CI has taken the development world by storm since its inception, giving distributed teams a safer and much more cohesive means of organizing contributions to a shared codebase. However, as new tools are made available to support CI, teams and leaders must sift through them to find options that match their needs. GitHub Actions is a relatively new CI/CD solution that offers many benefits to those who know what it is and how it can be used. To decide on whether or not GitHub Actions is right for your project, you should first have a working understanding of CI and CD in general.
What makes a tool fit into the CI/CD category?
CI/CD stands for continuous integration, continuous deployment, and continuous delivery. Each of these concepts tends to leverage automation. However, CI mostly refers to the way developers should work as opposed to the means by which they do so. To practice continuous integration, developers should aim to contribute smaller but more frequent code changes to their project's codebase. The objective of all of this is to streamline collaboration. Dramatically simplifying development processes is basically what CI and CD are all about, but there are numerous ways to do so. Every dev team that adopts CI/CD as a tenet of their development process must choose not only which tools they will use to streamline core portions of their development pipeline but also what their own pipeline should look like in the first place.
At first glance, the above might appear to make defining CI/CD tools as a whole difficult to do, but they’re actually pretty easy to identify: any tool that automates a part of the software development process qualifies. Development automation tools can be grouped into the three main niches of integration, deployment, and delivery, depending on which part of the process they help automate. Those near the end of the development process, in which software is pushed to production environments and new customers, are CD tools. CI tools help to integrate developers' code changes into a shared codebase while minimizing errors that would otherwise arise in the process.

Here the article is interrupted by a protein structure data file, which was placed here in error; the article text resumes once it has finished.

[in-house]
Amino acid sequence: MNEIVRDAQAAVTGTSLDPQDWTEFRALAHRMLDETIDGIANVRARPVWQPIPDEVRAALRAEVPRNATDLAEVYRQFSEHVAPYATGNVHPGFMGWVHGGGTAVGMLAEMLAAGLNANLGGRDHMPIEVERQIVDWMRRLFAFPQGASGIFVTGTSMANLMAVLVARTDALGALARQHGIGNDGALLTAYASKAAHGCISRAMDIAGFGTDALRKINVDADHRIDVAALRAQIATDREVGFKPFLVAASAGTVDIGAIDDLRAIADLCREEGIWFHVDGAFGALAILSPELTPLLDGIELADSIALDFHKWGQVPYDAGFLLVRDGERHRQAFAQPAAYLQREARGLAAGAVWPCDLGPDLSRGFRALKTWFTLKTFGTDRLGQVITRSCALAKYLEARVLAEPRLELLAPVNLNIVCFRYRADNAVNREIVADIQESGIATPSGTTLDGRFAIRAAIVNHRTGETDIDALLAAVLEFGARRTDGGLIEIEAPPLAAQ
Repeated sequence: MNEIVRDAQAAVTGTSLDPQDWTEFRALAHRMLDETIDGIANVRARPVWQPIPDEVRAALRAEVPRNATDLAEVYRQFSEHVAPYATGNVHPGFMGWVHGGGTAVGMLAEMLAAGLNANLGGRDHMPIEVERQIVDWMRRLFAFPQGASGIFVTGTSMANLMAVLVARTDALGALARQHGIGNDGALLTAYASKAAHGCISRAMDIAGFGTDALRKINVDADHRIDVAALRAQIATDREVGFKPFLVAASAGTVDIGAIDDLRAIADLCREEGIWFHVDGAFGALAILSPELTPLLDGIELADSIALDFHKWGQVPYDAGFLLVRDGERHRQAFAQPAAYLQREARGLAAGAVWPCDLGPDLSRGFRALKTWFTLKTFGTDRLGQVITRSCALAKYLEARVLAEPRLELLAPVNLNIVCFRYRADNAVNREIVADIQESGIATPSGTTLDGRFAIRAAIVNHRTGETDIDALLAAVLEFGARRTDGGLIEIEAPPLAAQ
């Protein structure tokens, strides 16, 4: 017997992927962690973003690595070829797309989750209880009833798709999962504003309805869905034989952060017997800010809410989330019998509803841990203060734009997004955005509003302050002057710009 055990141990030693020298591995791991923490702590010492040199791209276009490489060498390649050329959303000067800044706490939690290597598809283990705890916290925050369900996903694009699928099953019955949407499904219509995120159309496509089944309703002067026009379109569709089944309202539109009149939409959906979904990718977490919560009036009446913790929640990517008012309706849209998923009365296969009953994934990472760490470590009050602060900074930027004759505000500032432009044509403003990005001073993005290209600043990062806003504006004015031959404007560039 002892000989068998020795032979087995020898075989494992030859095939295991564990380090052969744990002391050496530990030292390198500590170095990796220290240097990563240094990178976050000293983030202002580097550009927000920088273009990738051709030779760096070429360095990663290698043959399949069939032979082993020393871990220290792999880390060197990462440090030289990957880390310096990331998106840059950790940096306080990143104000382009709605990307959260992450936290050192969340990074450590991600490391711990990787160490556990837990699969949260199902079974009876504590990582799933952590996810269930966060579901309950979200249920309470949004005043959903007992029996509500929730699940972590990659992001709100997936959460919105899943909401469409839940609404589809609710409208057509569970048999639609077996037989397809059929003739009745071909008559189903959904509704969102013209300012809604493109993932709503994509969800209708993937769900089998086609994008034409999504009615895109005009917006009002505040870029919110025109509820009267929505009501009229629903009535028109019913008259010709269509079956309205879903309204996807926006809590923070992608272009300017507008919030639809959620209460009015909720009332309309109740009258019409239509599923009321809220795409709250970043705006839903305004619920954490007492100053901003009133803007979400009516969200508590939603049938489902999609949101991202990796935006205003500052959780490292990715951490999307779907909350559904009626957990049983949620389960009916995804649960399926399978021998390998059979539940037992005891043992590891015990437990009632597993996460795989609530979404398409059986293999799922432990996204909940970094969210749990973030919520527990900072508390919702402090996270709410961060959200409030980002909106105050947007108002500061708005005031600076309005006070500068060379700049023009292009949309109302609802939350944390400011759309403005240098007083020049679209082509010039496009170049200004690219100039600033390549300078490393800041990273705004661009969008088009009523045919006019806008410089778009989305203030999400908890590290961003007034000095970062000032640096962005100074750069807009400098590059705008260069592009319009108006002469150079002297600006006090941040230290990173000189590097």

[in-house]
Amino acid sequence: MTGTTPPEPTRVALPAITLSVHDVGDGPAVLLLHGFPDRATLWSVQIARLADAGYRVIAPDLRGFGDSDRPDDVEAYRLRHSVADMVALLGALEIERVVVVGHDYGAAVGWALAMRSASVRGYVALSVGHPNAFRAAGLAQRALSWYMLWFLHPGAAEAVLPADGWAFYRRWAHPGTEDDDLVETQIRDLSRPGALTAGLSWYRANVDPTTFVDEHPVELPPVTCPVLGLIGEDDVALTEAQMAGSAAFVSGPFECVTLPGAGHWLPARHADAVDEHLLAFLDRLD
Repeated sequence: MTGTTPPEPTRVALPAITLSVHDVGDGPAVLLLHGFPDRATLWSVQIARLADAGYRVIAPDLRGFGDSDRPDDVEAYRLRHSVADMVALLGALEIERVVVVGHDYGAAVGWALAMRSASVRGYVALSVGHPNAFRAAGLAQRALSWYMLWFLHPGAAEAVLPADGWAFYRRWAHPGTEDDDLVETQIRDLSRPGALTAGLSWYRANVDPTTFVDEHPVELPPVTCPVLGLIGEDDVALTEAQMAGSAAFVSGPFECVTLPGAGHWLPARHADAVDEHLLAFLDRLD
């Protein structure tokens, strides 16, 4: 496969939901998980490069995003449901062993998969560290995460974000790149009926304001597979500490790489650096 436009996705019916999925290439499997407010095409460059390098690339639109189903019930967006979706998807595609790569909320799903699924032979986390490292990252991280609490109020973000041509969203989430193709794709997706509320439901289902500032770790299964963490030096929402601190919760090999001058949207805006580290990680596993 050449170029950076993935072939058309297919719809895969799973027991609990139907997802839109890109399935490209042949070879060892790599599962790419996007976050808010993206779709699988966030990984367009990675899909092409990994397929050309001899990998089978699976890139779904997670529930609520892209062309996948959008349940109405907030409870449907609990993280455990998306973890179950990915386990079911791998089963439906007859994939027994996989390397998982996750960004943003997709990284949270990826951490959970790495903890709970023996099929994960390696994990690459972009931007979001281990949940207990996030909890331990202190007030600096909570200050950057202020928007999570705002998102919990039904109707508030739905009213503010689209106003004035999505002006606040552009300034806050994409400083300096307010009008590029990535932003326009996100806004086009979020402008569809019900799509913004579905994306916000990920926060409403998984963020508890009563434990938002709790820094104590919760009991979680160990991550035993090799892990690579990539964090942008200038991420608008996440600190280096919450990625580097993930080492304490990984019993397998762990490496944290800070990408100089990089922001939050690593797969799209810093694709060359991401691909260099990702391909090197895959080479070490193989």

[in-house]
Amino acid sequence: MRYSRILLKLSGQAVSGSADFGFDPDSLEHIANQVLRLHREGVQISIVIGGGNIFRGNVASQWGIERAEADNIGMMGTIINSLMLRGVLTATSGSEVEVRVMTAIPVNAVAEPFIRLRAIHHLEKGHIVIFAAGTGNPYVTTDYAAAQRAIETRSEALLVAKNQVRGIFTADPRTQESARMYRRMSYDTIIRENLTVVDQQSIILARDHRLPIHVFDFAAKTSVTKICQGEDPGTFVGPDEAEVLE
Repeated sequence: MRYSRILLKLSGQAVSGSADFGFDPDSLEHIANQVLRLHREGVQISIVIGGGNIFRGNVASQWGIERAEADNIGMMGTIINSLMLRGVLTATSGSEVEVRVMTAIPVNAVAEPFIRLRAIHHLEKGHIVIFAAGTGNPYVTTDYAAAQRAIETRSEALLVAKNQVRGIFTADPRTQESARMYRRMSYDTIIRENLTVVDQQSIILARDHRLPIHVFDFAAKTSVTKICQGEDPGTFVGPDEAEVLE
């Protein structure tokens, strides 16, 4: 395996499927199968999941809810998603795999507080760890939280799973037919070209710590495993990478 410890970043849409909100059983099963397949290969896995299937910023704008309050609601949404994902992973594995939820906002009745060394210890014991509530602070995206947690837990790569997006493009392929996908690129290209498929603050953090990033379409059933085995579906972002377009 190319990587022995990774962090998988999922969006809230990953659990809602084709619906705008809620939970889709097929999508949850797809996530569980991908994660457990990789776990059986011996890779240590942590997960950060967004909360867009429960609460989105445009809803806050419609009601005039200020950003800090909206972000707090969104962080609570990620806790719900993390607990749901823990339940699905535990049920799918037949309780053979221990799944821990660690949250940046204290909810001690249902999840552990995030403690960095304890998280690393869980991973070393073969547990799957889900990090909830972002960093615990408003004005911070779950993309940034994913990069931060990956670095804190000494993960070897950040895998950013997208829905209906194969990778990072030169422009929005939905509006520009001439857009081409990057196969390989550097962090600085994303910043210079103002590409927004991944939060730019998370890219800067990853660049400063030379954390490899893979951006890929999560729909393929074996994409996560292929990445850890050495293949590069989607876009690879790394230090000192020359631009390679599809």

What does GitHub Actions have to do with CI/CD?
GitHub Actions is a powerful CI/CD system with direct support for GitHub's API and a plethora of add-ons created by community members. The growing body of Actions add-ons available so far makes integrating your workflow with other popular tools much more manageable. GitHub Actions works by way of configurable YAML files. These files can be created quickly and written from scratch by your team or adopted from existing Actions projects on GitHub. By leveraging the widely understood GitHub flow for development, Actions makes it easier for teams of all sizes to get up and running with their own CI/CD implementations configured and stored right in their projects' repositories.
A diverse array of testing environments are available out of the box and can be used freely for work involving public repositories.
What kind of GitHub CI can be configured with Actions?
Actions can be used to power a variety of developer workflows. From tests and security scans to multiple builds and deployments, Actions can make short work of many time-consuming development necessities. For CI purposes, unit tests comprise the bulk of a team's requirements. Setting these up to match your team's workflow should eliminate tedious manual testing and accelerate productivity overall.
Set up unit testing
Unit tests are essential to any true CI workflow. These types of tests target small components of your software individually, making it possible to ensure your entire codebase is sound from the ground up whenever they’re combined. Unit tests are especially useful when automated and incorporated into a full CI/CD pipeline as they can be triggered whenever your team requires them to be. For CI workflows, unit tests are often set up to be triggered by pull requests, as this helps keep problematic code changes from contaminating a given project's codebase.
GitHub Actions supports unit testing using most common test result formats such as JUnit and TRX. Of course, many unit testing formats are already available on GitHub, thanks to numerous teams and developers who have made their own implementations public. Here are a few helpful unit testing tools published and available for use as GitHub Actions:
- PHPUnit: This Action makes it possible to test PHP code while following the GitHub flow.
- Angular Full CI: For teams using the Angular framework, this Action can be of tremendous value. You can quickly set up a workflow to test your code using Karma or Mocha.
- Test Server Configs: This tool combines a variety of unit tests intended to help validate the correctness of a given server. You can execute everything from file access tests to custom error checks and TLS/SSL configuration validation.
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